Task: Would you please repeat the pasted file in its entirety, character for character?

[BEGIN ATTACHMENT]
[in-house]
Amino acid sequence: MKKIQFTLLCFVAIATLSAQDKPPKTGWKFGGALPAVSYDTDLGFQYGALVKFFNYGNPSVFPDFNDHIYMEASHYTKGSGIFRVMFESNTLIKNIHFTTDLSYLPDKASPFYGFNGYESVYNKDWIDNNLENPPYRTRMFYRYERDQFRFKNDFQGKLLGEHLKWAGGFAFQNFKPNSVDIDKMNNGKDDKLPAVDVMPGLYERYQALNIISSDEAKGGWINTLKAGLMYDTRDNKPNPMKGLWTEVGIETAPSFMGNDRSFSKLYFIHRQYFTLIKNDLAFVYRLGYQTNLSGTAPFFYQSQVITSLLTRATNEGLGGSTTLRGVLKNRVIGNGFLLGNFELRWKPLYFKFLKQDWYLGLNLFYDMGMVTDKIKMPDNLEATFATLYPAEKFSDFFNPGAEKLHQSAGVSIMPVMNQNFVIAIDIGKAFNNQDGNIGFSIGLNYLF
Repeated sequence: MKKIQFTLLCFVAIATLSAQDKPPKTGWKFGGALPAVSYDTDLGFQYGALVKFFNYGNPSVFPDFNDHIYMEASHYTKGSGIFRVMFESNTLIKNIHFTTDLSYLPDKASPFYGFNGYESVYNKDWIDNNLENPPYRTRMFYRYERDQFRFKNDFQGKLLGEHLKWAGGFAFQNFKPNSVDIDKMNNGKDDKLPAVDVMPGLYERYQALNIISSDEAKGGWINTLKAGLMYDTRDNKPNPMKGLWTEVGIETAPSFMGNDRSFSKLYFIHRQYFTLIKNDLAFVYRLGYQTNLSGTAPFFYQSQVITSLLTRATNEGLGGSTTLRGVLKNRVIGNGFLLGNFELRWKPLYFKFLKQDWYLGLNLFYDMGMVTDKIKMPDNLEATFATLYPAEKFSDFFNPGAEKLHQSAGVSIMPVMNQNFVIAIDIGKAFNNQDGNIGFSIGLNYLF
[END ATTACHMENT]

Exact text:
[in-house]
Amino acid sequence: MKKIQFTLLCFVAIATLSAQDKPPKTGWKFGGALPAVSYDTDLGFQYGALVKFFNYGNPSVFPDFNDHIYMEASHYTKGSGIFRVMFESNTLIKNIHFTTDLSYLPDKASPFYGFNGYESVYNKDWIDNNLENPPYRTRMFYRYERDQFRFKNDFQGKLLGEHLKWAGGFAFQNFKPNSVDIDKMNNGKDDKLPAVDVMPGLYERYQALNIISSDEAKGGWINTLKAGLMYDTRDNKPNPMKGLWTEVGIETAPSFMGNDRSFSKLYFIHRQYFTLIKNDLAFVYRLGYQTNLSGTAPFFYQSQVITSLLTRATNEGLGGSTTLRGVLKNRVIGNGFLLGNFELRWKPLYFKFLKQDWYLGLNLFYDMGMVTDKIKMPDNLEATFATLYPAEKFSDFFNPGAEKLHQSAGVSIMPVMNQNFVIAIDIGKAFNNQDGNIGFSIGLNYLF
Repeated sequence: MKKIQFTLLCFVAIATLSAQDKPPKTGWKFGGALPAVSYDTDLGFQYGALVKFFNYGNPSVFPDFNDHIYMEASHYTKGSGIFRVMFESNTLIKNIHFTTDLSYLPDKASPFYGFNGYESVYNKDWIDNNLENPPYRTRMFYRYERDQFRFKNDFQGKLLGEHLKWAGGFAFQNFKPNSVDIDKMNNGKDDKLPAVDVMPGLYERYQALNIISSDEAKGGWINTLKAGLMYDTRDNKPNPMKGLWTEVGIETAPSFMGNDRSFSKLYFIHRQYFTLIKNDLAFVYRLGYQTNLSGTAPFFYQSQVITSLLTRATNEGLGGSTTLRGVLKNRVIGNGFLLGNFELRWKPLYFKFLKQDWYLGLNLFYDMGMVTDKIKMPDNLEATFATLYPAEKFSDFFNPGAEKLHQSAGVSIMPVMNQNFVIAIDIGKAFNNQDGNIGFSIGLNYLF